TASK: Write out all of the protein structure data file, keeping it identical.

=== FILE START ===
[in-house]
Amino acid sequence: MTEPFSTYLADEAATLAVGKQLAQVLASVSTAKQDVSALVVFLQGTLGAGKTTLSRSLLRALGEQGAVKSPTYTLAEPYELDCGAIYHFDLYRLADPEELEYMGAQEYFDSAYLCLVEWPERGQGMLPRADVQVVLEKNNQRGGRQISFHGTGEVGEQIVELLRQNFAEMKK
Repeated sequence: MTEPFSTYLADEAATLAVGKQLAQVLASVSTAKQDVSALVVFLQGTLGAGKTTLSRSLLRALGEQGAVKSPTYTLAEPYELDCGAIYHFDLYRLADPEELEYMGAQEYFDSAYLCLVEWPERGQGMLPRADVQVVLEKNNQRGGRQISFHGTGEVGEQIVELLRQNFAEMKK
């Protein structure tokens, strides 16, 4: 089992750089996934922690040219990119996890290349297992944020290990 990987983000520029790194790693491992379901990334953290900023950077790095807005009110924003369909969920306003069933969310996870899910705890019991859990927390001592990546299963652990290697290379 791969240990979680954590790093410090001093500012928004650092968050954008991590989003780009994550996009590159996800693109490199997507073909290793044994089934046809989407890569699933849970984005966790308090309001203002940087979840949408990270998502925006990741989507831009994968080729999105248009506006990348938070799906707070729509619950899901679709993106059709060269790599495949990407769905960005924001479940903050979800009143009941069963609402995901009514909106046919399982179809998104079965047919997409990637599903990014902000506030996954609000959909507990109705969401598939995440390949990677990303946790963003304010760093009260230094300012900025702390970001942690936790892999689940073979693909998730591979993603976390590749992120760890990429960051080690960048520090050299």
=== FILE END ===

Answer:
[in-house]
Amino acid sequence: MTEPFSTYLADEAATLAVGKQLAQVLASVSTAKQDVSALVVFLQGTLGAGKTTLSRSLLRALGEQGAVKSPTYTLAEPYELDCGAIYHFDLYRLADPEELEYMGAQEYFDSAYLCLVEWPERGQGMLPRADVQVVLEKNNQRGGRQISFHGTGEVGEQIVELLRQNFAEMKK
Repeated sequence: MTEPFSTYLADEAATLAVGKQLAQVLASVSTAKQDVSALVVFLQGTLGAGKTTLSRSLLRALGEQGAVKSPTYTLAEPYELDCGAIYHFDLYRLADPEELEYMGAQEYFDSAYLCLVEWPERGQGMLPRADVQVVLEKNNQRGGRQISFHGTGEVGEQIVELLRQNFAEMKK
């Protein structure tokens, strides 16, 4: 089992750089996934922690040219990119996890290349297992944020290990 990987983000520029790194790693491992379901990334953290900023950077790095807005009110924003369909969920306003069933969310996870899910705890019991859990927390001592990546299963652990290697290379 791969240990979680954590790093410090001093500012928004650092968050954008991590989003780009994550996009590159996800693109490199997507073909290793044994089934046809989407890569699933849970984005966790308090309001203002940087979840949408990270998502925006990741989507831009994968080729999105248009506006990348938070799906707070729509619950899901679709993106059709060269790599495949990407769905960005924001479940903050979800009143009941069963609402995901009514909106046919399982179809998104079965047919997409990637599903990014902000506030996954609000959909507990109705969401598939995440390949990677990303946790963003304010760093009260230094300012900025702390970001942690936790892999689940073979693909998730591979993603976390590749992120760890990429960051080690960048520090050299």